I mean absolutely no offense to anyone. I like situational or contextual humor. I dislike mockery. Hope that this thread fits both.
Notice that all swim types end with a "-ist" to emphasize the expertness of the type, not just someone doing things (-er, -or).
NOTE: should anyone feel offended, please inform me. I will remove the dubious parts.
Is constantly searching for eye contact with someone on deck or in the pool.
Does swim at times, but only in an attempt to impress the targeted person. Swim technique is usually inversely proportional to the time smiling.
Can be male or female.
Is easily identified by extremely peculiar tools used, such as ankle bands, or dragging devices (parachutes), or lead belt, among others.
Is systematically out-of-breath, on the verge of passing out, out of physical or mental effort.
Has been subject to severe muscles cramps or drowning more than once. Interestingly, this type of happenings motivates them even more to push the limit. They particularly enjoy suffering.
Their reason for living lies in racing with other swimmers, in the same or in the neighboring lane, even if they do not know each other.
They particularly proliferate in environments where hobby swimmers practice body balance drills or easy lap swimming.
Their swim technique is usually rough and they spill a lot of water... in the air and in the face of other swimmers.
Their closest cousins in the human evolution are to be found in reputed circuses and selected theme parks.
They usually cruise in the swimming pool at a moderate speed, however over a significant distance. For the untrained eye, they may be confused with pool cleaning robots as they move in straight lines up and down the pool at a constant speed with no or little breathing movements.
An interesting characteristics is their ability to time each lap with great consistencyy, such that some swimmers use them as a reference for controlling their own pace. The lane in which they cruise is most of the time clear of any other swimmers as they might generate a feeling of fear, much like standing in the path of a driverless car.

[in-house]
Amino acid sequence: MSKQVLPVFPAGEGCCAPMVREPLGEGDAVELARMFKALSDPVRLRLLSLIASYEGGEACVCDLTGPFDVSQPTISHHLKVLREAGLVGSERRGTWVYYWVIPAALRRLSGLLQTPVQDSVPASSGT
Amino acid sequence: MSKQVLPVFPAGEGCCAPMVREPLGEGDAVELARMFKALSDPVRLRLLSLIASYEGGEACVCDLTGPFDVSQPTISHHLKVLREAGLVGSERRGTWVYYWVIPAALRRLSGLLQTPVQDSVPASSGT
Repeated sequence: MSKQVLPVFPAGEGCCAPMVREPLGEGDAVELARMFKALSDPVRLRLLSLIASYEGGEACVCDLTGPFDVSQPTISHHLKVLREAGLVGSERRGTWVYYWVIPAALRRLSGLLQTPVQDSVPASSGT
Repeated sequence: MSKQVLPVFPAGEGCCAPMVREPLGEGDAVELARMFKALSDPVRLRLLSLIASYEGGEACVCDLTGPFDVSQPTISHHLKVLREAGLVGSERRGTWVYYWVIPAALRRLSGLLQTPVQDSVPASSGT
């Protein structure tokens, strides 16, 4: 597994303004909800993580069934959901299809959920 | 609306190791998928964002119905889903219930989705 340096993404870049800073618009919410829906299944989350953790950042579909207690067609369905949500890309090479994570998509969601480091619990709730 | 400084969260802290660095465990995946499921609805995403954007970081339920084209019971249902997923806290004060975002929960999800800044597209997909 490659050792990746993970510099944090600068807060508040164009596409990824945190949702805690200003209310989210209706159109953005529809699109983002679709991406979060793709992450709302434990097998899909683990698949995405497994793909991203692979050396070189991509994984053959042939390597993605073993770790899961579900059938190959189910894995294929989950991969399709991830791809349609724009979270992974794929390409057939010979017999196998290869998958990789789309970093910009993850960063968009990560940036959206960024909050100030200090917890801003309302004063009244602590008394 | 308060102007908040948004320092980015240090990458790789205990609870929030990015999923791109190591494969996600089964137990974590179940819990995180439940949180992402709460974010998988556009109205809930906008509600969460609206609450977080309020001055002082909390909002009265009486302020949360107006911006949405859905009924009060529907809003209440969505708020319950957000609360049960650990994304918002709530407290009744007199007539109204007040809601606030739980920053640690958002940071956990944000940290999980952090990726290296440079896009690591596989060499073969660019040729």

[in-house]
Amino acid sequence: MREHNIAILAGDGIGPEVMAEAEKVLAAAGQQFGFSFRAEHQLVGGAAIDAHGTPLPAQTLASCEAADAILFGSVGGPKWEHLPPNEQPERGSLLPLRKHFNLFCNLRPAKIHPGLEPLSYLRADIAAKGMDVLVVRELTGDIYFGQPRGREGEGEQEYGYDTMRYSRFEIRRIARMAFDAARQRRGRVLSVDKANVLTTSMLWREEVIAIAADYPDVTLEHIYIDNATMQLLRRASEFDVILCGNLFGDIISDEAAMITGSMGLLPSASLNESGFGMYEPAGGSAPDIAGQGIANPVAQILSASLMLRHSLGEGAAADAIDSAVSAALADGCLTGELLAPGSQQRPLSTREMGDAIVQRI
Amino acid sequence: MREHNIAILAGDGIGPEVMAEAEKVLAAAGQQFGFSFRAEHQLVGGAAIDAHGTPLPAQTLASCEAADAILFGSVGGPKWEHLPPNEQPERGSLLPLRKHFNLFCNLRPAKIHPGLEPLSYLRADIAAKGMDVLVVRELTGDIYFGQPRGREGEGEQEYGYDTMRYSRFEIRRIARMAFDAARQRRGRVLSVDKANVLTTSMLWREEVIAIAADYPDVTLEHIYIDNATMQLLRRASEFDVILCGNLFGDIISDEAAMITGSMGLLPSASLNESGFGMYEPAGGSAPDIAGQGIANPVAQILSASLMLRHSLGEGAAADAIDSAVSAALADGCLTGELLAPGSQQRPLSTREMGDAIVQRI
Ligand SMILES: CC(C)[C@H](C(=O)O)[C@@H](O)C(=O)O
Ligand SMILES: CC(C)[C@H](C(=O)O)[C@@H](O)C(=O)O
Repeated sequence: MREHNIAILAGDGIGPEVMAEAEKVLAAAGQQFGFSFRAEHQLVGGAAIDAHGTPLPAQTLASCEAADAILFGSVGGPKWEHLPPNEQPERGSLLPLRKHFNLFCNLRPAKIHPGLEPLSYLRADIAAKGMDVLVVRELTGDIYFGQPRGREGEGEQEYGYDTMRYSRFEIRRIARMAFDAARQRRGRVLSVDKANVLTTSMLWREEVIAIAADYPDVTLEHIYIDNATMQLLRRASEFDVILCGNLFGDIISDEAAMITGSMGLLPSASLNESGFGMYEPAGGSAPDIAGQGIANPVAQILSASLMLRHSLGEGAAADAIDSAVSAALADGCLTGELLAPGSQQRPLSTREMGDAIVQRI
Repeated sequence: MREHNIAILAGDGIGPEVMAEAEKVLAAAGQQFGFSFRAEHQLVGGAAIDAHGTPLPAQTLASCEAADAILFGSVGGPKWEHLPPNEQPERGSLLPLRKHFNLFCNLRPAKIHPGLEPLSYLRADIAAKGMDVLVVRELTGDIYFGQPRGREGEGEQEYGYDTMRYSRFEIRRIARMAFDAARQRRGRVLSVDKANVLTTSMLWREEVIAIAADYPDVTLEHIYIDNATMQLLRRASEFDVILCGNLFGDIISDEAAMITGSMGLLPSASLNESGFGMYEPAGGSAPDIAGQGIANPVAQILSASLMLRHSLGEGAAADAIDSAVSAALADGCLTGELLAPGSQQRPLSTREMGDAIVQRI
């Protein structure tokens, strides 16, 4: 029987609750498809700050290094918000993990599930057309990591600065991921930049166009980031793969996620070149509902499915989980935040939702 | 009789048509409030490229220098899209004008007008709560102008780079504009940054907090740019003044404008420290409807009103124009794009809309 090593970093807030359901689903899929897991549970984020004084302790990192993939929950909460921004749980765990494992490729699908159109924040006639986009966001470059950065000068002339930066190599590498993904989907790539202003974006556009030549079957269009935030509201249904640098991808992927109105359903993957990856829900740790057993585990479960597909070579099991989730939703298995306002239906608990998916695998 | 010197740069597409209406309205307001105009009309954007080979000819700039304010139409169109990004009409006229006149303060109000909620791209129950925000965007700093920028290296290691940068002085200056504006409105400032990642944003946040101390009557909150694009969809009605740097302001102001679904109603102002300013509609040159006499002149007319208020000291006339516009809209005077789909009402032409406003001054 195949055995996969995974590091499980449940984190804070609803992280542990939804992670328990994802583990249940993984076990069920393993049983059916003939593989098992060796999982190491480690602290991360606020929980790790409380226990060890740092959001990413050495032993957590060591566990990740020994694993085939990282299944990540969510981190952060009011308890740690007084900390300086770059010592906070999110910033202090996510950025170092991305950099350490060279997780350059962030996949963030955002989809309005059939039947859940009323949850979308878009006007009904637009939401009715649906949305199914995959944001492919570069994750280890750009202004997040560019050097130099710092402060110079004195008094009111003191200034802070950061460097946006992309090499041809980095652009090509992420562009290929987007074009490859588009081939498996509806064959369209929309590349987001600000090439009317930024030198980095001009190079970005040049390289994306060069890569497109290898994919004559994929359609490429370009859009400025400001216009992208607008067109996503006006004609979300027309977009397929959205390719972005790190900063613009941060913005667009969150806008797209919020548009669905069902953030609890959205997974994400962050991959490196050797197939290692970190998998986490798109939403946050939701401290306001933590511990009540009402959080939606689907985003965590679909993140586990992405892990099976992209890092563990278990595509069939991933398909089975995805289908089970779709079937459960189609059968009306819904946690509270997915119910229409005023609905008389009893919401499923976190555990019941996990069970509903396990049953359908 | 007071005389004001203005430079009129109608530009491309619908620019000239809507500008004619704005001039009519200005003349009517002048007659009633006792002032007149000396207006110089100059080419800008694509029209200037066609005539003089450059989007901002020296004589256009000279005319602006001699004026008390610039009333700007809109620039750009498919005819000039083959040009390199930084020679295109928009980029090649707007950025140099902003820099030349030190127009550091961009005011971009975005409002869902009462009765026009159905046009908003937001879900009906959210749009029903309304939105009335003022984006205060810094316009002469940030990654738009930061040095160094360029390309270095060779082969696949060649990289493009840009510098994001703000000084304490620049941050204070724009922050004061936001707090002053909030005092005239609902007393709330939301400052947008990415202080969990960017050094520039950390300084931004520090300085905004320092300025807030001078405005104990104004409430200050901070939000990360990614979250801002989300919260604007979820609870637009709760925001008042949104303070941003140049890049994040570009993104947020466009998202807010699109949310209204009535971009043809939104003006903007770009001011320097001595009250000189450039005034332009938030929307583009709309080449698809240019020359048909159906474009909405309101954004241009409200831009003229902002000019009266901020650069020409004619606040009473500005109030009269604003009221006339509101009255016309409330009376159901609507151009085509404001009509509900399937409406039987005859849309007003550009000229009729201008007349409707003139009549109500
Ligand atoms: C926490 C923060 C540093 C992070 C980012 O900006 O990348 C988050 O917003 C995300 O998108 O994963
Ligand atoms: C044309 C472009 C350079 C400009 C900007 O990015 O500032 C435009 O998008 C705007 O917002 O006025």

They excel in identifying one another. They usually form clusters of the same kind at the end of the pool, though it might happen that clusters form in the middle of the lane, especially in shallow waters. Interestingly, they have the ability to form particularly large clusters during mid- to long distance swimmer training sessions.
They can be male or female, young or less young.
My other "bete-noire" is the breast-stroker who keeps the head above the water all the time and is oblivious to keeping a straight course - and so veers across the path of a poor freestyler, behind and to one side, who spends most of the stroke cycle with head looking at the bottom, following the line of tiles. (The offender is usually a lady again. trying not to get her "hair-do" wet!)
I "get my own back" by sometimes doing a bit of butterfly, with splashy arm water entries - causing a bit of consternation to the "head above the water all the time" swimmers ("Oooh! What a lot of nasty splash he makes!"). Except one lady said to me "I'm getting out now - so it's all right for you to swim butterfly!" "Oh - thank you ma'am!" I meekly replied.
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